i do not suggest so, mr rafuzo. we are entirely responsible for our sins. that does not mean it is within our purview to be sinless.

    the rejection of law and tradition in this society is and has been an act of collective decision played out over centuries. we are responsible for it and its effects, each of us individually and all of us collectively. and the effects that has on us is our own responsibility.

  49. Gaius,
    There are a lot of traditions; slavery, scarlet letters, pesecuting homosexuals ect. In the middle east they have honor killings and such.

    What traditions should we keep and what should we let go? What authority do we defer to in order to make those decisions?

    Whose God? Or whose version of the way God is to be respected? And who gets to decide which religios practices are good and which ones arent?

  50. What is a religious system, anyway, but the imperfect construct of the human animal?

    what is libertarian individualism, mr lowdog, except another religious system?

  51. Oh, come on you big babies. He’s not talking about wearing a hair shirt, just asking you to stop voluntarily ripping yourself off by buying into fraudulent health claims and give to a charity instead if you’ve a burning desire to spend that money. He’s not forcing you or creating a government program to do it.

    If you don’t find his argument compelling, then buy your water in peace and stop whining. Waaah, he twied to make me feeew baad.

    I get whiny pitches from Reason and like-minded organizations all the frickin’ time suggesting that for the cost of X I could be securing liberty for homeowners or something else that doesn’t directly benefit me. Sometimes I think it’s worth it and I chip in a few bucks. Other times I don’t.

    Save your ire for when he calls for men with guns to come take your money to disappear into corrupt third-world dictatorships. And while you’re at it, maybe you should review the Penn and Teller Bullshit! take on bottled water, and see if you’re not just enjoying the taste of placebo.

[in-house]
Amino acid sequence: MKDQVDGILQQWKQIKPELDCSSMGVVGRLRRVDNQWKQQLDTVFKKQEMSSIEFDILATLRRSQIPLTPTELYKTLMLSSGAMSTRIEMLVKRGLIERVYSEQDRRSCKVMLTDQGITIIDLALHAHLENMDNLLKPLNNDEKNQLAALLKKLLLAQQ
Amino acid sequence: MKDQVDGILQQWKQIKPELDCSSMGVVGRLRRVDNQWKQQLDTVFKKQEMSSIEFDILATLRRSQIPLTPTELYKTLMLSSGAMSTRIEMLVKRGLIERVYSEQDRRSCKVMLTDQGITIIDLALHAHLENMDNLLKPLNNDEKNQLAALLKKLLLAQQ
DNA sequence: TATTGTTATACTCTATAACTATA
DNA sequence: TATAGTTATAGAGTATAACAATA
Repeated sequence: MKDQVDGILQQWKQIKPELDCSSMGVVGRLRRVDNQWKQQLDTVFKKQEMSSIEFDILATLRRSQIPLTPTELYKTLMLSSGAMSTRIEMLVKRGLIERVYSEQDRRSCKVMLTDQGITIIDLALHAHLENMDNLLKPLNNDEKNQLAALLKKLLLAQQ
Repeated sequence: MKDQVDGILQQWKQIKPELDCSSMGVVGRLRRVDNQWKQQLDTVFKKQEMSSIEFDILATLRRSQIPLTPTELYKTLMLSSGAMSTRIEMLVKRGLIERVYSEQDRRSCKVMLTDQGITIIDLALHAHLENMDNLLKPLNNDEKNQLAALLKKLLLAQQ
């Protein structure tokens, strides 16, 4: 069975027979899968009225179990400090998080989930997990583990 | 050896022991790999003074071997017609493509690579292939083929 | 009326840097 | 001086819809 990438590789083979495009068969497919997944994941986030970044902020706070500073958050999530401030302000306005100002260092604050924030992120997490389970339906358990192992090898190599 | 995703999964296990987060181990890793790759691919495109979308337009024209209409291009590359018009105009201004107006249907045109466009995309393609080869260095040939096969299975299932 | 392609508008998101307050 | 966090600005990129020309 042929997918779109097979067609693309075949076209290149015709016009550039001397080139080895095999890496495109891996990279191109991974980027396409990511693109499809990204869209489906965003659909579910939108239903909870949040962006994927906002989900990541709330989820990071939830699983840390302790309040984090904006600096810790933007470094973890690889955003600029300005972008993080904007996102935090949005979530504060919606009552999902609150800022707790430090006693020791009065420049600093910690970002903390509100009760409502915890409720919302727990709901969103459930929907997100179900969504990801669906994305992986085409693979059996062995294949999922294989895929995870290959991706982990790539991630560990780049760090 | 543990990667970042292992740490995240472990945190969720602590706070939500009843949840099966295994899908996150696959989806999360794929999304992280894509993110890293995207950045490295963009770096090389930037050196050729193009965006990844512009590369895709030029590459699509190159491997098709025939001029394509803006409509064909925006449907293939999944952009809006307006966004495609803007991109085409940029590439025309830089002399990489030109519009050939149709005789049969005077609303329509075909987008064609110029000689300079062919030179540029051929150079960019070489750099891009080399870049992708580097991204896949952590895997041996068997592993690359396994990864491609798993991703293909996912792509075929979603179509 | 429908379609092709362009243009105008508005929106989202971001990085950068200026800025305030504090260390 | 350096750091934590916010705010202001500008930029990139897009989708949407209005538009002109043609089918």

If you have a different suggestion to alleviate water shortages, such as overthrowing corrupt governments, then by all means make them. Otherwise, bitch bitch bitch.

  52. You know, the Economist regularly publishes very sensible articles on water policy. I’m going to cut Standage some slack.

    You know you’ve gone too far with libertarianism if the Economist seems idiotic to you.

  53. one thing lost in the whole bottled water thing is portability. that’s a much bigger factor than any supposed health benefits. though i have to say, i really like brooklyn tap water, which is sort of sick and wrong, but whatevs.

  54. I’ve got one word for all you bottled water skeptics–fluoridation.

  55. more to the point, some religions are worth very little. some others are philosophical systems that provide far more profound insights into life and living than mere reason. some others are further ensconsed in an institution which protects it from vacillation and destruction while providing it a vehicle of gradual change. and those are worth quite a lot to sensible people — far more than the paranoid canoodlings of each of us left in isolation.

  56. Sandy,
    You’ll take my placebos from my cold dead hands!

  57. one thing lost in the whole bottled water thing is portability. that’s a much bigger factor than any supposed health benefits. though i have to say, i really like brooklyn tap water, which is sort of sick and wrong, but whatevs.

    A lot of people rave about NY city water.

    You know, you can put brooklyn tap water in a bottle, and then you’ve got the best of both worlds…

  58. Oh, come on you big babies. He’s not talking about wearing a hair shirt, just asking you to stop voluntarily ripping yourself off by buying into fraudulent health claims and give to a charity instead if you’ve a burning desire to spend that money. He’s not forcing you or creating a government program to do it.

    I don’t drink from my tap because despite an expensive public water treatment program in my municipality, it tastes bad. I grew up “pampered” by well water that didn’t have perceptible odor and taste. So, I drink water from the filtered tap in my fridge.